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This blog will look at where the UK stands with televising trials and the pros and cons of broadcasting court proceedings. It's inspired by the recent US-based defamation trial of Depp v Heard, which was televised and viewed by millions of people over a six-week period. There were hours of footage uploaded on YouTube daily, with catchy titles and images that highlighted certain parts of the trial.
Although a high level of public engagement may be expected in high-profile cases, the wide use of social media has brought international attention to the case, spanning all age groups. You may have seen clips, edits, reenactments, memes, and commentary videos on this trial across different social media platforms.
Are trials televised in the UK?
In the Supreme Court, filming of the sentencing has been permitted since 2009. In the Court of Appeal, certain cases have been allowed to be filmed since 2013. Scottish Courts have allowed filming since 1992, but it is rare (first filming of a sentence in Scotland was in 2012) and restricted to certain conditions and permissions.
The recent Crown Court (Recording and Broadcasting) Order 2020 has allowed serious and high-profile criminal cases in the Crown Courts of England and Wales to be televised, such as that involving murder, sexual offences, and terrorism (available to the public via television or an online platform). The sentencing can be broadcasted live, but with a slight delay (around 10 seconds) to account for any errors or disturbance. However, only the judge’s sentencing remarks can be broadcasted and not the trial itself (ie, presenting evidence, witness testimonies, the lawyers’ remarks). This is to prevent deterring the witnesses, victims, and jurors from partaking in the trial and to avoid influencing them.
The judge’s sentence involves reasoning as to why they've interpreted the law in a certain way to reach a particular conclusion. It would therefore offer the public an insight about the restrictions of law that judges have to work with whilst justifying their decision based on facts and evidence. However, the Bar Council of England and Wales has suggested that televising only the sentencing prevents the public from appreciating the full extent of the evidence and the arguments that were presented.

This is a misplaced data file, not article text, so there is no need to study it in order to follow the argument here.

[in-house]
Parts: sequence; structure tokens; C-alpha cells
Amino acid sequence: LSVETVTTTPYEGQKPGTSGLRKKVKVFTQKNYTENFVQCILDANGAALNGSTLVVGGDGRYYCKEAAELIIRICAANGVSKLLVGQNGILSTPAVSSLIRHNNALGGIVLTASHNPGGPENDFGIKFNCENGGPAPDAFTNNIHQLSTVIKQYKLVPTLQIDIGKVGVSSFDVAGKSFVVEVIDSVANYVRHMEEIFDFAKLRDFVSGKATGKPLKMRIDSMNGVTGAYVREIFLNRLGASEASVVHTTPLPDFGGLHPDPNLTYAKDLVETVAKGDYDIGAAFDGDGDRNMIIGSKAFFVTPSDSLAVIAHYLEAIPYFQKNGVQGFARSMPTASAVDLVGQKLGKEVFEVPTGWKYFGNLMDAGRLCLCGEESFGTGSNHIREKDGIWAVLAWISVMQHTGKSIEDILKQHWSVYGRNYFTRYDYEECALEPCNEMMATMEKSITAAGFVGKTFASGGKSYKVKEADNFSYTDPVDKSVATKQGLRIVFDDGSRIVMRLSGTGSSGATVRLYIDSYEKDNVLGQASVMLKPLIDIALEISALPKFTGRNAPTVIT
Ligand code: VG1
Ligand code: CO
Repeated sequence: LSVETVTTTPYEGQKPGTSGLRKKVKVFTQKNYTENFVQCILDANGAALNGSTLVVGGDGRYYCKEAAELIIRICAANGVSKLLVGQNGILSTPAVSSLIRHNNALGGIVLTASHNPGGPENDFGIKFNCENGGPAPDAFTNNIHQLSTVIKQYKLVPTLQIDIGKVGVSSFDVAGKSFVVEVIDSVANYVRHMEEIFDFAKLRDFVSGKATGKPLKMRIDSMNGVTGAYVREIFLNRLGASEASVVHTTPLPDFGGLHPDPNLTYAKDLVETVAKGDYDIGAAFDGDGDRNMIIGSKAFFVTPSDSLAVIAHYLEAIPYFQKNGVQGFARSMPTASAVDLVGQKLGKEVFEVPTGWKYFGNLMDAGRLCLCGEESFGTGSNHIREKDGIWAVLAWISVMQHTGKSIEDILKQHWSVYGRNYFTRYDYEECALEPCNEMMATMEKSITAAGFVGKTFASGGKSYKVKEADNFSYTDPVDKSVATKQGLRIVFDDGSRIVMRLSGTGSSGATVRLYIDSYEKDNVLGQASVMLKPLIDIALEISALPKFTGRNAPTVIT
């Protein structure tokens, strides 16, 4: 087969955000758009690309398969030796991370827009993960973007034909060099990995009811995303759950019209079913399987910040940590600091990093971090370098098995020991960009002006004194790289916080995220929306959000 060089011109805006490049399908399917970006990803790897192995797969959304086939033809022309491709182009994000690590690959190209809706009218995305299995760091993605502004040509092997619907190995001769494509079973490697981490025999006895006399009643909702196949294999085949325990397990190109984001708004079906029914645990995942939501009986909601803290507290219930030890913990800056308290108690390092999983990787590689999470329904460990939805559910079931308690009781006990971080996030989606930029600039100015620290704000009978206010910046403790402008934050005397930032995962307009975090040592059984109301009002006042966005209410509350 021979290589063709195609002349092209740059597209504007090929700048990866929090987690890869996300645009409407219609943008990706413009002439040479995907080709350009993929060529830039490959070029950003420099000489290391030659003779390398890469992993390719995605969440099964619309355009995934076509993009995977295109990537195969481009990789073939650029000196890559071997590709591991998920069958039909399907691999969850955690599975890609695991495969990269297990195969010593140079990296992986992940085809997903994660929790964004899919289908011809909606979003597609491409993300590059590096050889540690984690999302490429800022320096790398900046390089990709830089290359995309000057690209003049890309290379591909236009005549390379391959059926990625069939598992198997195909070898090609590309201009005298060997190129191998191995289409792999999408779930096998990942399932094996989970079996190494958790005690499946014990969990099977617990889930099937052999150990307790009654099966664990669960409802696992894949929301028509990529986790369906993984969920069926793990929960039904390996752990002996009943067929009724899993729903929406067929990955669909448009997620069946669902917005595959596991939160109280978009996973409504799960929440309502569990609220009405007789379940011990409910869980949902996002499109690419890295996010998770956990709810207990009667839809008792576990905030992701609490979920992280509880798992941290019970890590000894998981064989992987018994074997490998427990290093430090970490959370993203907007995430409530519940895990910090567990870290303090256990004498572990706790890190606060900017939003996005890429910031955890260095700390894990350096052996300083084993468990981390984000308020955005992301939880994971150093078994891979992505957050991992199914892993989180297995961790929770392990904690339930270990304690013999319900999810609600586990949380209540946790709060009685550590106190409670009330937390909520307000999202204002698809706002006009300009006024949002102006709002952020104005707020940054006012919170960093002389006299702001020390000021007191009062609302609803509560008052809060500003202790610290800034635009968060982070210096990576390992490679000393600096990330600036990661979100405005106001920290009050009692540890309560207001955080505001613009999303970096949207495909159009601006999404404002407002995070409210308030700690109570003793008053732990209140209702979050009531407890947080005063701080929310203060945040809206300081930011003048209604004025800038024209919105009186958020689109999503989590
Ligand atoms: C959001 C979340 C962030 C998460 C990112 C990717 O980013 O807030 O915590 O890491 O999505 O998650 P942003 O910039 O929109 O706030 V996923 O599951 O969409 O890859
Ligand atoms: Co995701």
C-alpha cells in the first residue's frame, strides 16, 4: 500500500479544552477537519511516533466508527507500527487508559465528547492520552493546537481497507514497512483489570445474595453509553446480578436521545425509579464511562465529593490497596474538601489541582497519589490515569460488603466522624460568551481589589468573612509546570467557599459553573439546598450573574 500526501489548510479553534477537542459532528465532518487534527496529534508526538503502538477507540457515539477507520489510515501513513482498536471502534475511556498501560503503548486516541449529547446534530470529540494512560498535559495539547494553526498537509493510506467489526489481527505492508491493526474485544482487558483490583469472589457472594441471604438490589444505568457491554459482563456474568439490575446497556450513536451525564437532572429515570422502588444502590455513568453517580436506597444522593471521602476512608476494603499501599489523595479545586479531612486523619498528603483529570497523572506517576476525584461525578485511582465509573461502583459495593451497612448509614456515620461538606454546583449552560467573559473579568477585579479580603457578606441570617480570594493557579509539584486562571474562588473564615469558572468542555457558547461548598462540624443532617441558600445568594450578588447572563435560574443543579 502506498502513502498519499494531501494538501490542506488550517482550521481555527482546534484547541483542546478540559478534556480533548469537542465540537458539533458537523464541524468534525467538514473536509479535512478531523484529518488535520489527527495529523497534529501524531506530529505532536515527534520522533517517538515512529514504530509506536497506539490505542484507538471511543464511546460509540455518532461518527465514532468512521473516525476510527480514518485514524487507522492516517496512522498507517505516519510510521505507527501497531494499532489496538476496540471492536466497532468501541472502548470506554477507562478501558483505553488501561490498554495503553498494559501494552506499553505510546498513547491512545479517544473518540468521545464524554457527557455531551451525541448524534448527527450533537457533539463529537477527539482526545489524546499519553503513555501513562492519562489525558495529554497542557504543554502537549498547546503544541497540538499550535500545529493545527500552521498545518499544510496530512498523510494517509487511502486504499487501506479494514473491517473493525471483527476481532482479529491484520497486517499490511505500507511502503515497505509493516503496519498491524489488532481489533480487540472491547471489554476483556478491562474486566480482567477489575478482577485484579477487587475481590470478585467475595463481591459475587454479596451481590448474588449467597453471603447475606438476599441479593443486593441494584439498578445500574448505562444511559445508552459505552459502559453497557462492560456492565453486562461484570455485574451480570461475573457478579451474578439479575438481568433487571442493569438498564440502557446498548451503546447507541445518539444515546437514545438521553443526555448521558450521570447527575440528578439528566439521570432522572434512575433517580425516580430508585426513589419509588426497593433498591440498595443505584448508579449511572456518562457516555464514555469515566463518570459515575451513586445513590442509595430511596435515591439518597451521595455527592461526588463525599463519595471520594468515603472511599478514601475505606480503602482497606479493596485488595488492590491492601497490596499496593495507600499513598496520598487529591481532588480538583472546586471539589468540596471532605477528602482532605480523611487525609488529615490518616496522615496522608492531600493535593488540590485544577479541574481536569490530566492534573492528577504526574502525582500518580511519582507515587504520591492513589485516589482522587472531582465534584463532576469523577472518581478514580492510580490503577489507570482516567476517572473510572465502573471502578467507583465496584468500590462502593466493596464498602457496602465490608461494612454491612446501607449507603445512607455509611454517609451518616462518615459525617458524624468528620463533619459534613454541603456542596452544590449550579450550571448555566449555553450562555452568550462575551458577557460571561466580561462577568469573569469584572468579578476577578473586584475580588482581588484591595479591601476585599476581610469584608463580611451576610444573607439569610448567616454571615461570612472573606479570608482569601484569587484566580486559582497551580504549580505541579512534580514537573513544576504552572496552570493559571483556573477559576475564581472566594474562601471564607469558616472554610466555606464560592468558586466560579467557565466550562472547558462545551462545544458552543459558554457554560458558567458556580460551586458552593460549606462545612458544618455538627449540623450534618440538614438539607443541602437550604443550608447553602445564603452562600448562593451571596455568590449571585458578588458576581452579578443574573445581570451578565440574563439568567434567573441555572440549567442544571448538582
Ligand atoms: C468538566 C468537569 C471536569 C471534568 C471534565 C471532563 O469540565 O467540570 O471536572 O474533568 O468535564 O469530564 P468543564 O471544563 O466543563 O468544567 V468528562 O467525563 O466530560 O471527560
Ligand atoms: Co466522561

Should trials be televised?
Offers transparency, which is vital to justice and in improving public confidence in the country’s legal system.
Improves public understanding of the law.
Assists in ensuring the law is respected by showing that crimes are justly punished; it therefore may deter crime.
Allows courts to be more accessible, especially in high-profile cases where, due to geographical constraints and limited space, people cannot physically go inside the court .
Although parties are expected to act properly, televising trials could encourage the participants to act more professionally and consider the impact of their actions more carefully.
Publicising the judges’ faces may lead to personal attacks or blaming, especially if the decision is unpopular. If the trials themselves are to be filmed, then this issue can be extended to everyone else involved, including the lawyers, jurors, witnesses, experts, etc.
Filming trials in its entirety, as one might have seen in Depp v Heard, may lead to sensationalising; it may diminish the trial to a mere spectacle for entertainment and content. The current wide use of social media can contribute to such a result.
It may jeopardise the fairness of the trial, as public opinion/pressure, or the potential response of the public, may influence the jurors’ opinion. It may also discourage witnesses coming forward, for example in fear of humiliation or in having their privacy invaded.
People involved may act differently when being filmed - they may be more nervous, or act in a way they would not normally do.
The trial process may take a long time, sometimes spanning years, especially if parties appeal. The public may not follow the full process and reach a conclusion when the case has not been finalised.
Whether trials should be televised involves a difficult balancing exercise between public interest and ensuring a fair trial and protecting the parties involved. It seems that the UK, in balancing the reasons for and against, has concluded that only the judge’s sentencing remarks should be televised. As seen by how filming permissions have changed over the last few decades, televising trials will likely be a topic of further discussion, especially as more and more things become digitalised.
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